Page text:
Local schools commit to healthy cafeteria choices | Food | Pittsburgh | Pittsburgh City Paper

Local schools commit to healthy cafeteria choices

"We've chosen this battle. We will not serve chicken nuggets."

Student Sean Folan and Kelsey Weisgerber cook together at ECS.
Student Sean Folan and Kelsey Weisgerber cook together at ECS.

Kelsey Weisgerber isn't your typical lunch lady. The 26-year-old food-service director for the Environmental Charter School (ECS) in Regent Square is busy innovating her school's lunch program. And it's working. 

"Miss Kelsey," she says a seventh-grader once told her, "I never realized you were giving me the healthiest thing I eat all day."

This year, Weisgerber is hoping to drive that lesson home by hiring two full-time food educators. The school has also newly partnered with Pittsburgh Community Kitchens, working out of The Neighborhood Academy in Garfield. There, 80 percent of food for both schools will be cooked from scratch, at a cost that is close to (though still higher than) the budget for many public schools.

With their relative autonomy, charters can be a laboratory for lunchroom innovations, which may someday be transferrable to public schools as well. Weisgerber hopes her program can become a "model that's achievable for other districts."

This week, Downtown's City Charter High School welcomed back its students, who will receive lunch cooked fresh by another innovative food-service director, chef Mike Curry.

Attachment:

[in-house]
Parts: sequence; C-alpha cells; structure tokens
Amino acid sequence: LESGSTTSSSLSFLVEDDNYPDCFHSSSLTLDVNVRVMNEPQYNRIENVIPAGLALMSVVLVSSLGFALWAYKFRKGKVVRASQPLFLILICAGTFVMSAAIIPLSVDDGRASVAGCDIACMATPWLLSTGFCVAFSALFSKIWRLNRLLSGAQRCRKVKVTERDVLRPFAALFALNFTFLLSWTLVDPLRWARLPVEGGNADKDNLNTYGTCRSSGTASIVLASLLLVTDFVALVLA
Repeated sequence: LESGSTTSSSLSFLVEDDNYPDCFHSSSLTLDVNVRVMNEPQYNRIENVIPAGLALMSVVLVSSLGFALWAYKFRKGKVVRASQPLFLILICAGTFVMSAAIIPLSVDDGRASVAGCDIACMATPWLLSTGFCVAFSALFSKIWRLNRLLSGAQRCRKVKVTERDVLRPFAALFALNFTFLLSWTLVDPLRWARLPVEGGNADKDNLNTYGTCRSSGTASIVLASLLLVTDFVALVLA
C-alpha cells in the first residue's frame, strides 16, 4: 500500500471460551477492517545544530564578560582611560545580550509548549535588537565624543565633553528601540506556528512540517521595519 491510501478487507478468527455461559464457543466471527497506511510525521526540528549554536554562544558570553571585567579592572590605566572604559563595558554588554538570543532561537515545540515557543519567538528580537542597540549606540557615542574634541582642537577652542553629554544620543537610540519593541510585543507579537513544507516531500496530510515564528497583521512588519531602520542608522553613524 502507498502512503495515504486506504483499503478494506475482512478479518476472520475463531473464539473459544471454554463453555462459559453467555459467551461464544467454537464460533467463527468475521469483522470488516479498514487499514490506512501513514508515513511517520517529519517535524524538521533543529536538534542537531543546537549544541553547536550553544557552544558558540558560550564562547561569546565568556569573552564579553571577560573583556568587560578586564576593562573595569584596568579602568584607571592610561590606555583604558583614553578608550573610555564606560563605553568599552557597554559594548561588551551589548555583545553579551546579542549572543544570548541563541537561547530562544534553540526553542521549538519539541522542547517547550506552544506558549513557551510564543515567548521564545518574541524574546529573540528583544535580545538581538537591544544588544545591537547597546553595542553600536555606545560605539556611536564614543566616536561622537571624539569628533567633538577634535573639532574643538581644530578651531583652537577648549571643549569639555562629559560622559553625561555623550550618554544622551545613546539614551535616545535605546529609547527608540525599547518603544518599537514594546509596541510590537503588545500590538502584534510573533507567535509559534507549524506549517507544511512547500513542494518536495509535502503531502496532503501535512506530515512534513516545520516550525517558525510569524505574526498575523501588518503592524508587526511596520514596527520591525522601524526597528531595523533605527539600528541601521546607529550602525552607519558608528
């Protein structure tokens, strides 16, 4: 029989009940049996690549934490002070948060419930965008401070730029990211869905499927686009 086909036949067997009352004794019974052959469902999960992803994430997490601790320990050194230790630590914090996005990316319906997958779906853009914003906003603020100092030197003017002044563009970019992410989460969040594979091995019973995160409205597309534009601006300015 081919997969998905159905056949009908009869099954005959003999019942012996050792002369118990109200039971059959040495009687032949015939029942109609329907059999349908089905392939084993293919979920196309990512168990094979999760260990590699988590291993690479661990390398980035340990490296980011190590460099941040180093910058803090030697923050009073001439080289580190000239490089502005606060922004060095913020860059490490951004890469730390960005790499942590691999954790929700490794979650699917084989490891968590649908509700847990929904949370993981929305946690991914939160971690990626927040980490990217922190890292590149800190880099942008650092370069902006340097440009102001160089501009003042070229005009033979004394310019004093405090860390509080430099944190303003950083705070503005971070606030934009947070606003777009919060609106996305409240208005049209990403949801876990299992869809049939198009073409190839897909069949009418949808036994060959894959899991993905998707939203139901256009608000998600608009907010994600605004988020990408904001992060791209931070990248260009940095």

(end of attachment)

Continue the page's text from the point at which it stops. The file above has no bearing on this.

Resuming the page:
From his enviable on-site industrial kitchen, Curry aims to provide more "real-world" food experiences. "Every day, there are options," he says. "We'll serve a salad with three protein options, fresh soup and a baked potato. All wraps include fresh field greens." Out of the 425 meals a day Curry serves, a quarter of them are salads, due to student demand. 

Both Weisgerber and Curry imply that "it takes a village" to feed a child well, and that revamping old food systems requires collaboration between local farmers, chefs, vendors, schools, the government and, yes, the kids.

Community participation is key. "Regular people caring about what kids eat will drive our future food market," says Weisgerber. "If kids eat all processed foods, we're going to see all processed foods in 10 years." 

 "First, schools have to believe in it," says City Charter's assistant principal Angela Welch. "We've chosen this battle. We will not serve chicken nuggets." 

But surely the kids protest? 

"You know, they were so excited for fresh strawberries," says Welch, "you'd think we just put money out in a bowl."

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